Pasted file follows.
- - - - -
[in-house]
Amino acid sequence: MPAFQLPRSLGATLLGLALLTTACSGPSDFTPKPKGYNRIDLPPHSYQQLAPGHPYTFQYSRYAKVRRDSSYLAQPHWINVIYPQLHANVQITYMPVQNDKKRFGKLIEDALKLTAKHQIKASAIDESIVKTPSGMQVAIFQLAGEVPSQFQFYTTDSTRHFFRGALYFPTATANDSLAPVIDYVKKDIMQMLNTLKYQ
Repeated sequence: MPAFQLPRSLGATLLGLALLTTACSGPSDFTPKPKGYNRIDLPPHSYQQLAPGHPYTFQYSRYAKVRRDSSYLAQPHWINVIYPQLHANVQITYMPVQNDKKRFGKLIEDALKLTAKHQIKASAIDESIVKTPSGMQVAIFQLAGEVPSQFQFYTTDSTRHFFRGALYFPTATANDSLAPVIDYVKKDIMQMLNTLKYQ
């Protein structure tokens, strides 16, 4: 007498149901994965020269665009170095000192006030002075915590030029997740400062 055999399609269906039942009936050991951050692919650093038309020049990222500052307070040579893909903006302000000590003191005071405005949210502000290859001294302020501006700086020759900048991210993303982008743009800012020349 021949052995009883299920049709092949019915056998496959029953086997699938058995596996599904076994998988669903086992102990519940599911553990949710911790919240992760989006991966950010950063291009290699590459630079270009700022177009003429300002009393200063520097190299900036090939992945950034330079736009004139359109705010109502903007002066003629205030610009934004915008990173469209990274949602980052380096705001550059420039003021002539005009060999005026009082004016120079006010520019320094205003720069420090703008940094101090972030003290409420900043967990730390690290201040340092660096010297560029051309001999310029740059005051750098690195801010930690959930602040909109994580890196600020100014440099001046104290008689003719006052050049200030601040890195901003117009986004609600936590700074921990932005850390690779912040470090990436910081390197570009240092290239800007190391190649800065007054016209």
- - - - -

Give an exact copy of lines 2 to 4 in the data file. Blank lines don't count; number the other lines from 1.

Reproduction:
Amino acid sequence: MPAFQLPRSLGATLLGLALLTTACSGPSDFTPKPKGYNRIDLPPHSYQQLAPGHPYTFQYSRYAKVRRDSSYLAQPHWINVIYPQLHANVQITYMPVQNDKKRFGKLIEDALKLTAKHQIKASAIDESIVKTPSGMQVAIFQLAGEVPSQFQFYTTDSTRHFFRGALYFPTATANDSLAPVIDYVKKDIMQMLNTLKYQ
Repeated sequence: MPAFQLPRSLGATLLGLALLTTACSGPSDFTPKPKGYNRIDLPPHSYQQLAPGHPYTFQYSRYAKVRRDSSYLAQPHWINVIYPQLHANVQITYMPVQNDKKRFGKLIEDALKLTAKHQIKASAIDESIVKTPSGMQVAIFQLAGEVPSQFQFYTTDSTRHFFRGALYFPTATANDSLAPVIDYVKKDIMQMLNTLKYQ
């Protein structure tokens, strides 16, 4: 007498149901994965020269665009170095000192006030002075915590030029997740400062 055999399609269906039942009936050991951050692919650093038309020049990222500052307070040579893909903006302000000590003191005071405005949210502000290859001294302020501006700086020759900048991210993303982008743009800012020349 021949052995009883299920049709092949019915056998496959029953086997699938058995596996599904076994998988669903086992102990519940599911553990949710911790919240992760989006991966950010950063291009290699590459630079270009700022177009003429300002009393200063520097190299900036090939992945950034330079736009004139359109705010109502903007002066003629205030610009934004915008990173469209990274949602980052380096705001550059420039003021002539005009060999005026009082004016120079006010520019320094205003720069420090703008940094101090972030003290409420900043967990730390690290201040340092660096010297560029051309001999310029740059005051750098690195801010930690959930602040909109994580890196600020100014440099001046104290008689003719006052050049200030601040890195901003117009986004609600936590700074921990932005850390690779912040470090990436910081390197570009240092290239800007190391190649800065007054016209």